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UCLA, Yale and John Hopkins Have Amazing Reasons to Meditate

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Now don’t get us wrong, traditional meditation may not be for everyone, and meditation might look a little different for each person. For Camila, meditation comes in the form of breathwork and breathing exercises, for MaMac, it’s staring at a sunset — Suffice it to say, there is no one perfect way to meditate.

Mind-Blowing Meditation Statistics

  1. It’s estimated that 200–500 million people meditate worldwide
  2. Increased Grey Matter – (Give the benefits of increased Grey matter, “More gray matter is associated with better cognitive function, while decreases in gray matter are associated with Alzheimer’s disease and other related dementias,” said Shannon Halloway, PhD.
  3. Over 14% of Americans have meditated at least once.
  4. Meditation improves anxiety levels 60% of the time.
  5. Meditation can reduce the wake time of people with insomnia.
  6. Anyone can meditate (Scroll down to learn more)

[Above stats from disturbmenot]

Scientists estimate that somewhere between 200 and 500 million people worldwide engage in the practice of meditation. Many of us have heard before that there are big benefits to meditation — The most common one being a reduction in stress.

Meditation has also been shown to help with things like insomnia and increasing focus. When we went digging for some more ways meditation can actually change the body, we found three amazing studies that show some pretty promising results.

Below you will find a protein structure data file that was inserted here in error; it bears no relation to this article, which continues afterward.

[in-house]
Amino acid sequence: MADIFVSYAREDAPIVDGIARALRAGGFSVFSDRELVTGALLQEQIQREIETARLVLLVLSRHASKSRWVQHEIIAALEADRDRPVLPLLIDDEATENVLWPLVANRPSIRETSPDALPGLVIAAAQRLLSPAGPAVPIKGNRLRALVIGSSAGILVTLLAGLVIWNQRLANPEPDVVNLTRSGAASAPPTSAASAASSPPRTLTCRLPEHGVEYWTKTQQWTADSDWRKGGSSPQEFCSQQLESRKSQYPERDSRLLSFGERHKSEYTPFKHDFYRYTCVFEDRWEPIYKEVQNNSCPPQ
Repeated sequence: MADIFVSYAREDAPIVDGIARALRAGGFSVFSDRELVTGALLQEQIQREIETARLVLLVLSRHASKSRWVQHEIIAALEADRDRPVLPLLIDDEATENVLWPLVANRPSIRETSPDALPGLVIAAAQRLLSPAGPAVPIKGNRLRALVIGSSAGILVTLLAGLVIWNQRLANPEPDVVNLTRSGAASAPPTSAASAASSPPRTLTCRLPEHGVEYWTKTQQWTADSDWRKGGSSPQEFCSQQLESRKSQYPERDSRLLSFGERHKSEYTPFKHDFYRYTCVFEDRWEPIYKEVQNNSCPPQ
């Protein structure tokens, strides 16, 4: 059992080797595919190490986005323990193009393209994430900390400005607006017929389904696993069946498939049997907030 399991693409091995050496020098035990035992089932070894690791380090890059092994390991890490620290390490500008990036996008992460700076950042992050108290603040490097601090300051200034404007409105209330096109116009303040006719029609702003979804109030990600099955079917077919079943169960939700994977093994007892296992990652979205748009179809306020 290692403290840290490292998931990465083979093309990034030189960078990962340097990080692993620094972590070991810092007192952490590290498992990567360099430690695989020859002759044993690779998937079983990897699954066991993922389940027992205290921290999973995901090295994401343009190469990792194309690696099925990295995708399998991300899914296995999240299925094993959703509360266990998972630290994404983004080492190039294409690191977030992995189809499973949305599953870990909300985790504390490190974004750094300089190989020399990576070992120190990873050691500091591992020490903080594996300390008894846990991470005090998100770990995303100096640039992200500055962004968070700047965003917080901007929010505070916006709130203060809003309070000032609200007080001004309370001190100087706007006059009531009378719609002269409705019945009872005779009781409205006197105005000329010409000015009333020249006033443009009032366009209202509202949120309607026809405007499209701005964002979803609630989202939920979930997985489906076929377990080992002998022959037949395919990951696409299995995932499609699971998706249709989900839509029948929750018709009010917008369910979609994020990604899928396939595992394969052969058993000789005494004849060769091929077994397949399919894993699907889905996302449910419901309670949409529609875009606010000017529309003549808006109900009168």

Meditation may actually improve your physical brain matter

Scientists at UCLA found in a study was that meditation may actually improve your brain matter too.

The UCLA study found people who meditated for an average of 20 years had more grey matter volume throughout their brains. Each group in the study was made up of 28 men and 22 women ranging in age from 24 to 77. Those who meditated had been doing so for four to 46 years, with an average of 20 years.

Meditation can decrease worrying and increase happiness

A study from Yale University found that mindfulness meditation decreases activity in the default mode network (DMN), the brain network responsible for mind-wandering and self-referential thoughts – a.k.a., “monkey mind.”. Since mind-wandering is typically associated with being less happy, ruminating, and worrying about the past and future, it’s the goal for many people to dial it down. Several studies have shown that meditation, through its quieting effect on the DMN, appears to do just this. [source Forbes

Meditation can actually reduce feelings of depression, anxiety and pain

And a study from Johns Hopkins found that there is a very real connection between mindfulness meditation and its ability to reduce symptoms of depression, anxiety, and pain. Researcher Madhav Goyal and his team found that the effect size of meditation was moderate, at 0.3. If this sounds low, keep in mind that the effect size for antidepressants is also 0.3, which makes the effect of meditation sound pretty good. Meditation is, after all an active form of brain training. “A lot of people have this idea that meditation means sitting down and doing nothing,” says Goyal. “But that’s not true. Meditation is an active training of the mind to increase awareness, and different meditation programs approach this in different ways.” Meditation isn’t a magic bullet for depression, as no treatment is, but it’s one of the tools that may help manage symptoms. [source Forbes

Anyone can meditate. If you’re new to the practice, try to set aside five to 10 minutes each day. Find a place where you feel calm and comfortable and won’t be disturbed. If you’re wondering where to start with meditation and how to get your practice going, we have some tips for you. First, check out these Tips for Getting Into Meditation. Second, we suggest trying out a meditation app to help guide you through the process. Calm or Headspace are both great places to start!


Have some great meditation tips to share with us? Reach out to us on the WOT Instagram or on Facebook!

by Camila Alves McConaughey